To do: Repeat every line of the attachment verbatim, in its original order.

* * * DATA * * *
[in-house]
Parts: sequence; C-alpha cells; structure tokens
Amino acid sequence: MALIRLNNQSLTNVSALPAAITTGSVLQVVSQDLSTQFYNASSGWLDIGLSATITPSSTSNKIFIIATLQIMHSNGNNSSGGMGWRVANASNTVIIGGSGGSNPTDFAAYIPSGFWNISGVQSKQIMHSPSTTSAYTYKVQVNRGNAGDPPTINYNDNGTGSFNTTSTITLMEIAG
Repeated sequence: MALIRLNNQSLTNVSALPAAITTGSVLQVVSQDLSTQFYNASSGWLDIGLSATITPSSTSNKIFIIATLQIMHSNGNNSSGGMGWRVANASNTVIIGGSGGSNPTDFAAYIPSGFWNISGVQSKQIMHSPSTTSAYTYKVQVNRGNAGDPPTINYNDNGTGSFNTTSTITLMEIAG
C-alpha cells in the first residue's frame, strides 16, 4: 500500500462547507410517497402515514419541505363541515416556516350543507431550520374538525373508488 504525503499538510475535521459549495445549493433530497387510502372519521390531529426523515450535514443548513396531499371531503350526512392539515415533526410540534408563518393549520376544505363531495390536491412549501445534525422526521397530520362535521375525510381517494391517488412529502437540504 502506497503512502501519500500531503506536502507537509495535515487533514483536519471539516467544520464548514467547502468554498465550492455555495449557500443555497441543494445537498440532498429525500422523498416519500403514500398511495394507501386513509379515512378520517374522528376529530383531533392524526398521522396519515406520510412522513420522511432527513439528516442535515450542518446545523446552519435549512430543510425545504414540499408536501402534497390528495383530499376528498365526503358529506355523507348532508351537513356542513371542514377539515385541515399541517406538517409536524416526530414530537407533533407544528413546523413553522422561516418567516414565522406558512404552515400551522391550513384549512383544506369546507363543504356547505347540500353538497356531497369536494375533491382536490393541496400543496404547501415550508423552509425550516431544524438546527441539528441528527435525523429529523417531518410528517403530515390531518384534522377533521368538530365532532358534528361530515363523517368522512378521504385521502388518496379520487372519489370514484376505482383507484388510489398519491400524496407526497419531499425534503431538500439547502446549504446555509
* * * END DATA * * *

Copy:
[in-house]
Parts: sequence; C-alpha cells; structure tokens
Amino acid sequence: MALIRLNNQSLTNVSALPAAITTGSVLQVVSQDLSTQFYNASSGWLDIGLSATITPSSTSNKIFIIATLQIMHSNGNNSSGGMGWRVANASNTVIIGGSGGSNPTDFAAYIPSGFWNISGVQSKQIMHSPSTTSAYTYKVQVNRGNAGDPPTINYNDNGTGSFNTTSTITLMEIAG
Repeated sequence: MALIRLNNQSLTNVSALPAAITTGSVLQVVSQDLSTQFYNASSGWLDIGLSATITPSSTSNKIFIIATLQIMHSNGNNSSGGMGWRVANASNTVIIGGSGGSNPTDFAAYIPSGFWNISGVQSKQIMHSPSTTSAYTYKVQVNRGNAGDPPTINYNDNGTGSFNTTSTITLMEIAG
C-alpha cells in the first residue's frame, strides 16, 4: 500500500462547507410517497402515514419541505363541515416556516350543507431550520374538525373508488 504525503499538510475535521459549495445549493433530497387510502372519521390531529426523515450535514443548513396531499371531503350526512392539515415533526410540534408563518393549520376544505363531495390536491412549501445534525422526521397530520362535521375525510381517494391517488412529502437540504 502506497503512502501519500500531503506536502507537509495535515487533514483536519471539516467544520464548514467547502468554498465550492455555495449557500443555497441543494445537498440532498429525500422523498416519500403514500398511495394507501386513509379515512378520517374522528376529530383531533392524526398521522396519515406520510412522513420522511432527513439528516442535515450542518446545523446552519435549512430543510425545504414540499408536501402534497390528495383530499376528498365526503358529506355523507348532508351537513356542513371542514377539515385541515399541517406538517409536524416526530414530537407533533407544528413546523413553522422561516418567516414565522406558512404552515400551522391550513384549512383544506369546507363543504356547505347540500353538497356531497369536494375533491382536490393541496400543496404547501415550508423552509425550516431544524438546527441539528441528527435525523429529523417531518410528517403530515390531518384534522377533521368538530365532532358534528361530515363523517368522512378521504385521502388518496379520487372519489370514484376505482383507484388510489398519491400524496407526497419531499425534503431538500439547502446549504446555509